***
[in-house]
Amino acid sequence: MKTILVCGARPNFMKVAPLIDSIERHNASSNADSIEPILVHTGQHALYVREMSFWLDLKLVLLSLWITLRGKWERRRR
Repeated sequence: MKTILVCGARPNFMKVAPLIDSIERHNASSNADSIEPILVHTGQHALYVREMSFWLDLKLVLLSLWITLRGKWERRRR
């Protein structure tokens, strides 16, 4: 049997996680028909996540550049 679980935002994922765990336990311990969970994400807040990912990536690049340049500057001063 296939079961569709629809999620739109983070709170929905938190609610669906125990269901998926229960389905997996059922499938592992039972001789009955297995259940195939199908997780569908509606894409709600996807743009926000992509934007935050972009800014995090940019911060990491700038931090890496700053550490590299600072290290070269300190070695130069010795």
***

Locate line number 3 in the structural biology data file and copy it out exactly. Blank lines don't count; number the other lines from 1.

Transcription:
Repeated sequence: MKTILVCGARPNFMKVAPLIDSIERHNASSNADSIEPILVHTGQHALYVREMSFWLDLKLVLLSLWITLRGKWERRRR